BRUNO Alves says he owes his combative approach to football to his Brazilian father Washington Geraldo Dias Alves and his upbringing in the tough coastal town of Povoa de Varzim in Northern Portugal. The 35-year-old Euro 2016 winner and multiple league title winner got the big build up prior to his arrival in the Scottish game but is living up to the star billing thus far, opening his account for the club with a vicious free-kick against Dunfermline Athletic of which his more vaunted Portuguese team-mate Cristiano Ronaldo would have been proud.

Alves paid tribute to the advice he gained from his father, a man who he said was the daddy of them all when it came to that streetwise knack of silencing strikers which Portuguese defenders often exhibit. It is a trait he will need to display to keep in-form Hibs strikers Anthony Stokes and Simon Murray quiet in today’s eagerly anticipated shoot-out in Govan.

“I like to play hard but I also like to play fair, this comes from my father,” said Alves, a fearsome product of the favelas who played for Flamengo and Bahia before his talents took him to Northern Portugal. “They used to say he was one of the five most dangerous defenders in Brazil. There is a famous story – in Bahia there is a big rivalry between the teams. One day because they were playing against a striker who kicks everybody there, they brought my father there to fight against him, and there was a big fight.

“Pozoa de Varzim is a special place because it is a fishermans’ city and they bring a bit of this difficult life to the pitch,” he said. “We always have a lot of talented players from my city and they have always have this attitude, it is something you cannot explain. So I learned from my father but also from my city, this culture they have there.

“When I was at Porto, it was like that too. We had to fight against all the difficulties. Benfica and Sporting were bigger than Porto at the time but Porto is what it is today because of this kind of behaviour and attitude. So all of my career I liked to play like this and many persons that I know, they told me that I came to the right club and the right country because this is the kind of football that I like. When I told my friend Jose Fonte about Rangers, he said ‘Bruno, this is a good move for you’. He told me it was going to be physical – in Portugal, we say it is going to be your beach!’”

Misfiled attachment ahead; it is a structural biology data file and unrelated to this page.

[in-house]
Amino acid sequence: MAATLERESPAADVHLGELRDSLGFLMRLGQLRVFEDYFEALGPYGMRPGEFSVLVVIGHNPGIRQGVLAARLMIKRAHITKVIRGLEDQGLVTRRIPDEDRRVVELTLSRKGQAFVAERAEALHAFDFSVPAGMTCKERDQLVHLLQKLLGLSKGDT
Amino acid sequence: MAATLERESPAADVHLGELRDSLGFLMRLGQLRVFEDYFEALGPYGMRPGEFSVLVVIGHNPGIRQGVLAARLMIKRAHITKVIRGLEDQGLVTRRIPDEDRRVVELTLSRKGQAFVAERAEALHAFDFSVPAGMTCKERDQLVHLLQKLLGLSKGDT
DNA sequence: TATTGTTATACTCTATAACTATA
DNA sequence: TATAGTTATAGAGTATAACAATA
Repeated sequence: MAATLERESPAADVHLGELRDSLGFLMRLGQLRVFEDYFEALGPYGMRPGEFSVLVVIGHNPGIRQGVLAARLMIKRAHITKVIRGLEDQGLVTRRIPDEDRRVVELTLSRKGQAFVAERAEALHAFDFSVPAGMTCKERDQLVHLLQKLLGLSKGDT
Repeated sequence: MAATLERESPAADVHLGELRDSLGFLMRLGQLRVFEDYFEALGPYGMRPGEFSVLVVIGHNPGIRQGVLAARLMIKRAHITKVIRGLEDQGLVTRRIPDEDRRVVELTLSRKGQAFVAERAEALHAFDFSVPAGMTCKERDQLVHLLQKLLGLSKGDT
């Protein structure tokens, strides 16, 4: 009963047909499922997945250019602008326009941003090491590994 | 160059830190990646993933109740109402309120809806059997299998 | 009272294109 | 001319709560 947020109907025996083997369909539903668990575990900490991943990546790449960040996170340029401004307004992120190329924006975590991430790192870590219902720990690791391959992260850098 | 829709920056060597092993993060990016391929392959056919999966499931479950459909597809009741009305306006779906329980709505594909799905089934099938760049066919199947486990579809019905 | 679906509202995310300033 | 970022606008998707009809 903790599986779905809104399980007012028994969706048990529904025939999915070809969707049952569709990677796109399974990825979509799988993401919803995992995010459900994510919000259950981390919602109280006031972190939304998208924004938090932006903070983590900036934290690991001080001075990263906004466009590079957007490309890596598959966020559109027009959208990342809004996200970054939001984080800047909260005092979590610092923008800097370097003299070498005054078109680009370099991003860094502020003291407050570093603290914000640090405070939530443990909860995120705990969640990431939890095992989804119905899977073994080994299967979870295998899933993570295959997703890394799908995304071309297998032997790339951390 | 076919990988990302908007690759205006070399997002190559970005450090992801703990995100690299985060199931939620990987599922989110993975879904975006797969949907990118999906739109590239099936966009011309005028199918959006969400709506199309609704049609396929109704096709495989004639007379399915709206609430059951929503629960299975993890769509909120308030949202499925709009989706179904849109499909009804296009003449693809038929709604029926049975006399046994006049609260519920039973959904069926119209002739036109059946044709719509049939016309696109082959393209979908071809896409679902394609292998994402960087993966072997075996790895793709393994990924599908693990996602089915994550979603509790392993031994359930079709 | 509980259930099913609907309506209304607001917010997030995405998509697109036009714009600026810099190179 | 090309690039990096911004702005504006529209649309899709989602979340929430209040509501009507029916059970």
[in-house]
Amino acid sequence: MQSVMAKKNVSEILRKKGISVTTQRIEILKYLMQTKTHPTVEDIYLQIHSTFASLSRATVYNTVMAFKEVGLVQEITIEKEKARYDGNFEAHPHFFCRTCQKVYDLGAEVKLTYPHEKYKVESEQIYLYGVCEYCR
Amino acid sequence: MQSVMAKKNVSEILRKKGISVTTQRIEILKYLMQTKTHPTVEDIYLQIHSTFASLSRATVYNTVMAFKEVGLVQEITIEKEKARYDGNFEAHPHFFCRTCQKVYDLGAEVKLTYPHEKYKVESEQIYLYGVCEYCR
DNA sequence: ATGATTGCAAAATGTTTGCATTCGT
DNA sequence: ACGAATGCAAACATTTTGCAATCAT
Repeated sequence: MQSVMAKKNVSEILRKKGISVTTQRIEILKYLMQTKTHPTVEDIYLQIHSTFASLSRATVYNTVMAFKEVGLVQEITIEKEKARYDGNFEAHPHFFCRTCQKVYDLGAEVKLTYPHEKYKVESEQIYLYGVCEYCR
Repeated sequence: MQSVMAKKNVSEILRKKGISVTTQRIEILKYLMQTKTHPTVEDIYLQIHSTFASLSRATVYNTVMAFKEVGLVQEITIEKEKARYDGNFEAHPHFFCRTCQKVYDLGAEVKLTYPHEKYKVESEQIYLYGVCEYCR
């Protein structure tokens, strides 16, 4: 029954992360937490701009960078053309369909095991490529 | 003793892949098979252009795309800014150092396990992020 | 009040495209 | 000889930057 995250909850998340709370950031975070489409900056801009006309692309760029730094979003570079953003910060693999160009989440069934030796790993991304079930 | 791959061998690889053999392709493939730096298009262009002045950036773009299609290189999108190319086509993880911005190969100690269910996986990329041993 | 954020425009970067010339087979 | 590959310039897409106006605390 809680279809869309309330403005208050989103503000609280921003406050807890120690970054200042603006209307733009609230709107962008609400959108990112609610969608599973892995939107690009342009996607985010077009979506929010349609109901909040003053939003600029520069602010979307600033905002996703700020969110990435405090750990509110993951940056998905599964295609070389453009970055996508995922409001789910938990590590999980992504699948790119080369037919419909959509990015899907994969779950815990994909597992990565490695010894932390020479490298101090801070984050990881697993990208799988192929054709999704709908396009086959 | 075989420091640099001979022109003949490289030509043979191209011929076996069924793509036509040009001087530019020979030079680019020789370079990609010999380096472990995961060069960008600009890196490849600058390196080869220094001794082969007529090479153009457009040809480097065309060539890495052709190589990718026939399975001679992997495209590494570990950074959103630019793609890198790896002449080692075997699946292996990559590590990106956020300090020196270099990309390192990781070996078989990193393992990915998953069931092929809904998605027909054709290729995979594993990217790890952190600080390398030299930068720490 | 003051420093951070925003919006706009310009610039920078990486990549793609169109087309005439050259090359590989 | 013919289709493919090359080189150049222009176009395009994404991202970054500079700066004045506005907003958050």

Where once his father used to shackle the greats of the golden era of Brazilian football now Alves schemes to stop the superstars of another generation. “The toughest is Ronaldo, for me he is the best,” said Alves. “He is so difficult to mark, he has so many skills. He is strong in the air, fast, a great dribbler – left or right. I also played against Drogba. Many years ago, when I was 21, I also played against Peter Crouch – that was a difficult challenge. Every game is difficult, you need to adapt to the conditions.”

The 35-year-old won’t be taking every set piece going, merely when the angle and moment suits him. He will be in the mix with Daniel Candeias, Niko Kranjcar and James Tavernier. The only time he can’t get a look-in is during international matches – when Cristiano Ronaldo tends to have the role to himself. “I have scored some free-kicks previously – but none for the national team because Ronaldo never lets me take any!” he said. “Candeias was supposed to take it on Wednesday night, but I asked him if I could have it because I like taking them from that area of the pitch.”

It hasn’t taken long for a hero to be born. “Another thing I learned from my father, when you give your best, you receive good things. This is what I expect here, to give my best, do a good job and win.”

HeraldScotland | Sport

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